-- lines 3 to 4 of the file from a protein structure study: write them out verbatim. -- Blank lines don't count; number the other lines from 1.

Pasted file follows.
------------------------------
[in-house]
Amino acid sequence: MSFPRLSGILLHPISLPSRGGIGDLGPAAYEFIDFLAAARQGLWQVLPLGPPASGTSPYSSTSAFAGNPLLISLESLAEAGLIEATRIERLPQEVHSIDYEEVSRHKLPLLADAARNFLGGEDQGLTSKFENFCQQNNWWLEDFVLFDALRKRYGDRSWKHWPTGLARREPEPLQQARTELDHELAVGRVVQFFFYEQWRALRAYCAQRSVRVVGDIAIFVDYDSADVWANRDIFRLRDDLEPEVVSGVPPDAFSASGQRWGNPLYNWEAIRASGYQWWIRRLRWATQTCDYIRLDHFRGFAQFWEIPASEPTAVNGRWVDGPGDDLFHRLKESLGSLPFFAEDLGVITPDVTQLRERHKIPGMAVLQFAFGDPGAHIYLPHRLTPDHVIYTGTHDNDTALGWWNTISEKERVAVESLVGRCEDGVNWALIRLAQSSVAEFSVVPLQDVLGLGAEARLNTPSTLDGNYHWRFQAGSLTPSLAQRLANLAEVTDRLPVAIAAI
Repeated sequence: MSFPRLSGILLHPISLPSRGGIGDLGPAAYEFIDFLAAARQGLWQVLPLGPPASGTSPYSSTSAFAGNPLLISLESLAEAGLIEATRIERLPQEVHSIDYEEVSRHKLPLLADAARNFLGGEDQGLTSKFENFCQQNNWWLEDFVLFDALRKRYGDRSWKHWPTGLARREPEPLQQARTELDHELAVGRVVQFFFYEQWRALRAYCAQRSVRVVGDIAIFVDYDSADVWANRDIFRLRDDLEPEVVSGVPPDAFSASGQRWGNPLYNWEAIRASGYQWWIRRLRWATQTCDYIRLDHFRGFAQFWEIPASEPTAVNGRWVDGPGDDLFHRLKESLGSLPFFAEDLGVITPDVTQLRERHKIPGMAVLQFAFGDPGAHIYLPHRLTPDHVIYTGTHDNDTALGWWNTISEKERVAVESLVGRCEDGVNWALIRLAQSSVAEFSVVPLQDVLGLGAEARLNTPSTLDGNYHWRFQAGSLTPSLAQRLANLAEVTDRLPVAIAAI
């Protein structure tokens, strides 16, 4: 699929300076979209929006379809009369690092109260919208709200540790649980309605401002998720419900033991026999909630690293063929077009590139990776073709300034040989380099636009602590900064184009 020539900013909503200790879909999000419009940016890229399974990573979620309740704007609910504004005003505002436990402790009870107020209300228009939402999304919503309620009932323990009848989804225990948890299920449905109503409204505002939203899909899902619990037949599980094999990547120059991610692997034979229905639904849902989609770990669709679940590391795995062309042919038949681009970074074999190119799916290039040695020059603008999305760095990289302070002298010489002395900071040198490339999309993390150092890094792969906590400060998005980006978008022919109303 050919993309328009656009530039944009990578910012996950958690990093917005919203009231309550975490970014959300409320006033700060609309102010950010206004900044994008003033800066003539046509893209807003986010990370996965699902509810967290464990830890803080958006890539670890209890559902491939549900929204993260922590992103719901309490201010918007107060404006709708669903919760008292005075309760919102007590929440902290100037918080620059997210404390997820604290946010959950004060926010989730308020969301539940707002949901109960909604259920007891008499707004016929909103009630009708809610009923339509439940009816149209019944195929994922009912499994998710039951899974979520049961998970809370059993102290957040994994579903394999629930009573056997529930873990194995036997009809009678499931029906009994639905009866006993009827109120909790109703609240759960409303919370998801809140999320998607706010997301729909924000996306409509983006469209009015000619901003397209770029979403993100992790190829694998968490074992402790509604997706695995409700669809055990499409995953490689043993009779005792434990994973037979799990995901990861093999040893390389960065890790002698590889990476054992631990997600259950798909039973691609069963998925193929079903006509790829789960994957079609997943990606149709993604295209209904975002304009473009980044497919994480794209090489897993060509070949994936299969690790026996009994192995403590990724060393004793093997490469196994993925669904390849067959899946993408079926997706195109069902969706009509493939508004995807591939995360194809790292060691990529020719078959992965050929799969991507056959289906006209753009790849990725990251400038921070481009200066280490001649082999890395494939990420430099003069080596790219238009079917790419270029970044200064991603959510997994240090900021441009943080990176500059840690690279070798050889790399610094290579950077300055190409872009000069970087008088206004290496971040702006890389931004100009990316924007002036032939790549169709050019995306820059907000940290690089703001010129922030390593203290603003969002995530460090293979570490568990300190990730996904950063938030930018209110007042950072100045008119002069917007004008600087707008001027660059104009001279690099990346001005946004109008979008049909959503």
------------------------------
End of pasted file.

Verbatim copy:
Repeated sequence: MSFPRLSGILLHPISLPSRGGIGDLGPAAYEFIDFLAAARQGLWQVLPLGPPASGTSPYSSTSAFAGNPLLISLESLAEAGLIEATRIERLPQEVHSIDYEEVSRHKLPLLADAARNFLGGEDQGLTSKFENFCQQNNWWLEDFVLFDALRKRYGDRSWKHWPTGLARREPEPLQQARTELDHELAVGRVVQFFFYEQWRALRAYCAQRSVRVVGDIAIFVDYDSADVWANRDIFRLRDDLEPEVVSGVPPDAFSASGQRWGNPLYNWEAIRASGYQWWIRRLRWATQTCDYIRLDHFRGFAQFWEIPASEPTAVNGRWVDGPGDDLFHRLKESLGSLPFFAEDLGVITPDVTQLRERHKIPGMAVLQFAFGDPGAHIYLPHRLTPDHVIYTGTHDNDTALGWWNTISEKERVAVESLVGRCEDGVNWALIRLAQSSVAEFSVVPLQDVLGLGAEARLNTPSTLDGNYHWRFQAGSLTPSLAQRLANLAEVTDRLPVAIAAI
């Protein structure tokens, strides 16, 4: 699929300076979209929006379809009369690092109260919208709200540790649980309605401002998720419900033991026999909630690293063929077009590139990776073709300034040989380099636009602590900064184009 020539900013909503200790879909999000419009940016890229399974990573979620309740704007609910504004005003505002436990402790009870107020209300228009939402999304919503309620009932323990009848989804225990948890299920449905109503409204505002939203899909899902619990037949599980094999990547120059991610692997034979229905639904849902989609770990669709679940590391795995062309042919038949681009970074074999190119799916290039040695020059603008999305760095990289302070002298010489002395900071040198490339999309993390150092890094792969906590400060998005980006978008022919109303 050919993309328009656009530039944009990578910012996950958690990093917005919203009231309550975490970014959300409320006033700060609309102010950010206004900044994008003033800066003539046509893209807003986010990370996965699902509810967290464990830890803080958006890539670890209890559902491939549900929204993260922590992103719901309490201010918007107060404006709708669903919760008292005075309760919102007590929440902290100037918080620059997210404390997820604290946010959950004060926010989730308020969301539940707002949901109960909604259920007891008499707004016929909103009630009708809610009923339509439940009816149209019944195929994922009912499994998710039951899974979520049961998970809370059993102290957040994994579903394999629930009573056997529930873990194995036997009809009678499931029906009994639905009866006993009827109120909790109703609240759960409303919370998801809140999320998607706010997301729909924000996306409509983006469209009015000619901003397209770029979403993100992790190829694998968490074992402790509604997706695995409700669809055990499409995953490689043993009779005792434990994973037979799990995901990861093999040893390389960065890790002698590889990476054992631990997600259950798909039973691609069963998925193929079903006509790829789960994957079609997943990606149709993604295209209904975002304009473009980044497919994480794209090489897993060509070949994936299969690790026996009994192995403590990724060393004793093997490469196994993925669904390849067959899946993408079926997706195109069902969706009509493939508004995807591939995360194809790292060691990529020719078959992965050929799969991507056959289906006209753009790849990725990251400038921070481009200066280490001649082999890395494939990420430099003069080596790219238009079917790419270029970044200064991603959510997994240090900021441009943080990176500059840690690279070798050889790399610094290579950077300055190409872009000069970087008088206004290496971040702006890389931004100009990316924007002036032939790549169709050019995306820059907000940290690089703001010129922030390593203290603003969002995530460090293979570490568990300190990730996904950063938030930018209110007042950072100045008119002069917007004008600087707008001027660059104009001279690099990346001005946004109008979008049909959503």